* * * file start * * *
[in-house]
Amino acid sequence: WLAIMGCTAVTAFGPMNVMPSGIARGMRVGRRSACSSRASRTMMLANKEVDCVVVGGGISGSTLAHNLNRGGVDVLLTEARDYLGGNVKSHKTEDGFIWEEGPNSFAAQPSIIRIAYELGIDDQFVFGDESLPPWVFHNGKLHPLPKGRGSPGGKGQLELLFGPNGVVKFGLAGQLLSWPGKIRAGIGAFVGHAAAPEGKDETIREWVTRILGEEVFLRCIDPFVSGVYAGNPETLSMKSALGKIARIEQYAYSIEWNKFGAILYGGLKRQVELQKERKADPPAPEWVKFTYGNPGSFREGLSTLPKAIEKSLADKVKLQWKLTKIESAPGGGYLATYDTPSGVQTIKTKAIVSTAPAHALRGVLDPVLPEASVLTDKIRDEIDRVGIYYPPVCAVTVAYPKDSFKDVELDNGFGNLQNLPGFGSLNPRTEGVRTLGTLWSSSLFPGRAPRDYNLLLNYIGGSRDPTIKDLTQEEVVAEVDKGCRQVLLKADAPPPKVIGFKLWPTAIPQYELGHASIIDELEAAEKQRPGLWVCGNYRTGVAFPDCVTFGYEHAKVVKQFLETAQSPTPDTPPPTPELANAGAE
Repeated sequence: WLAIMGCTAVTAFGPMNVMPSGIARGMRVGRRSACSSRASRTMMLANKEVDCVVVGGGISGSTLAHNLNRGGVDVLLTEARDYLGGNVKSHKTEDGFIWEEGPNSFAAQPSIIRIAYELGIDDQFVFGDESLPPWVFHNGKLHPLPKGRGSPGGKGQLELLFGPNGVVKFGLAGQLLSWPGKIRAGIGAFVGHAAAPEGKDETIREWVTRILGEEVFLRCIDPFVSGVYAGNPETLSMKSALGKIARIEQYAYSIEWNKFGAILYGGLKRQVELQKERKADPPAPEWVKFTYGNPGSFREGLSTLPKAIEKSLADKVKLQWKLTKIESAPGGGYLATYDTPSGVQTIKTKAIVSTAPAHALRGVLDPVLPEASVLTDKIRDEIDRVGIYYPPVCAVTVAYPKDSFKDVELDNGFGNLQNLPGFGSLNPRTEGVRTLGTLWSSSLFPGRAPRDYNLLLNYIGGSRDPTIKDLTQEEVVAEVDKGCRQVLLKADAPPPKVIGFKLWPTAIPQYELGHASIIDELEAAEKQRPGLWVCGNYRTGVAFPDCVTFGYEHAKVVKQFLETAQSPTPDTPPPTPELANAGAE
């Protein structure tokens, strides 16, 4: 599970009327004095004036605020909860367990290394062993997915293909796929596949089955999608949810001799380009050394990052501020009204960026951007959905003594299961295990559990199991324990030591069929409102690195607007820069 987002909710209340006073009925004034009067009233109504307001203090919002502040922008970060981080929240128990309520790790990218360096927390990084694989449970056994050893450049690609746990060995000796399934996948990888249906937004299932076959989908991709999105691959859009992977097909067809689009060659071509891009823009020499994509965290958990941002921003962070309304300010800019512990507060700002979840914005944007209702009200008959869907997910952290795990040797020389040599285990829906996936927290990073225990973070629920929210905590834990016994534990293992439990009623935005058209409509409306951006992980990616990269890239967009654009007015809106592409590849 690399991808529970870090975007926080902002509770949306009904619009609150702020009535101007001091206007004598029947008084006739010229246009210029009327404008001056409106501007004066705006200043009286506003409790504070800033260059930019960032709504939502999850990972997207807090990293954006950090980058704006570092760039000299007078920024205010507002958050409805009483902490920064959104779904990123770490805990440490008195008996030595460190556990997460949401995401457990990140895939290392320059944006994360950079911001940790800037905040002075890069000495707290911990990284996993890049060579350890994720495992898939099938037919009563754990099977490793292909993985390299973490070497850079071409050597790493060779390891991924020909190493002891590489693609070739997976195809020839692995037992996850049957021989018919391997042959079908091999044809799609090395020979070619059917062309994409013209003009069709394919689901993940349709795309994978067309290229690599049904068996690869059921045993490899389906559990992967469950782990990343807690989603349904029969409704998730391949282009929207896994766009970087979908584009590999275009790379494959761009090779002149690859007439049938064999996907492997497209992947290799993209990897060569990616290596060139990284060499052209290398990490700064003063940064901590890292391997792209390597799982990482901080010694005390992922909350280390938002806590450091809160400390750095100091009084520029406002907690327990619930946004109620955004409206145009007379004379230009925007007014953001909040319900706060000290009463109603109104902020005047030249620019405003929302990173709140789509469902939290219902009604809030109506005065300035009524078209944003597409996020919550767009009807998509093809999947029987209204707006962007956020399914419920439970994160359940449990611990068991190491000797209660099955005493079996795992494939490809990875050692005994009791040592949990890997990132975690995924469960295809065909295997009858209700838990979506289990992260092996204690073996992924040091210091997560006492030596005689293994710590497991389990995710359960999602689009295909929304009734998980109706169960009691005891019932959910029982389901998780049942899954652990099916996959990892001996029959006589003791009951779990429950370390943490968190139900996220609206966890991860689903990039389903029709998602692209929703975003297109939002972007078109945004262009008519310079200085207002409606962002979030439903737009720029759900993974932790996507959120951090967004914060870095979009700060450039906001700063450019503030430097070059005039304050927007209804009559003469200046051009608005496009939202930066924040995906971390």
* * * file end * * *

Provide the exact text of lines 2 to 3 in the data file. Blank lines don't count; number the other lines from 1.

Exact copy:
Amino acid sequence: WLAIMGCTAVTAFGPMNVMPSGIARGMRVGRRSACSSRASRTMMLANKEVDCVVVGGGISGSTLAHNLNRGGVDVLLTEARDYLGGNVKSHKTEDGFIWEEGPNSFAAQPSIIRIAYELGIDDQFVFGDESLPPWVFHNGKLHPLPKGRGSPGGKGQLELLFGPNGVVKFGLAGQLLSWPGKIRAGIGAFVGHAAAPEGKDETIREWVTRILGEEVFLRCIDPFVSGVYAGNPETLSMKSALGKIARIEQYAYSIEWNKFGAILYGGLKRQVELQKERKADPPAPEWVKFTYGNPGSFREGLSTLPKAIEKSLADKVKLQWKLTKIESAPGGGYLATYDTPSGVQTIKTKAIVSTAPAHALRGVLDPVLPEASVLTDKIRDEIDRVGIYYPPVCAVTVAYPKDSFKDVELDNGFGNLQNLPGFGSLNPRTEGVRTLGTLWSSSLFPGRAPRDYNLLLNYIGGSRDPTIKDLTQEEVVAEVDKGCRQVLLKADAPPPKVIGFKLWPTAIPQYELGHASIIDELEAAEKQRPGLWVCGNYRTGVAFPDCVTFGYEHAKVVKQFLETAQSPTPDTPPPTPELANAGAE
Repeated sequence: WLAIMGCTAVTAFGPMNVMPSGIARGMRVGRRSACSSRASRTMMLANKEVDCVVVGGGISGSTLAHNLNRGGVDVLLTEARDYLGGNVKSHKTEDGFIWEEGPNSFAAQPSIIRIAYELGIDDQFVFGDESLPPWVFHNGKLHPLPKGRGSPGGKGQLELLFGPNGVVKFGLAGQLLSWPGKIRAGIGAFVGHAAAPEGKDETIREWVTRILGEEVFLRCIDPFVSGVYAGNPETLSMKSALGKIARIEQYAYSIEWNKFGAILYGGLKRQVELQKERKADPPAPEWVKFTYGNPGSFREGLSTLPKAIEKSLADKVKLQWKLTKIESAPGGGYLATYDTPSGVQTIKTKAIVSTAPAHALRGVLDPVLPEASVLTDKIRDEIDRVGIYYPPVCAVTVAYPKDSFKDVELDNGFGNLQNLPGFGSLNPRTEGVRTLGTLWSSSLFPGRAPRDYNLLLNYIGGSRDPTIKDLTQEEVVAEVDKGCRQVLLKADAPPPKVIGFKLWPTAIPQYELGHASIIDELEAAEKQRPGLWVCGNYRTGVAFPDCVTFGYEHAKVVKQFLETAQSPTPDTPPPTPELANAGAE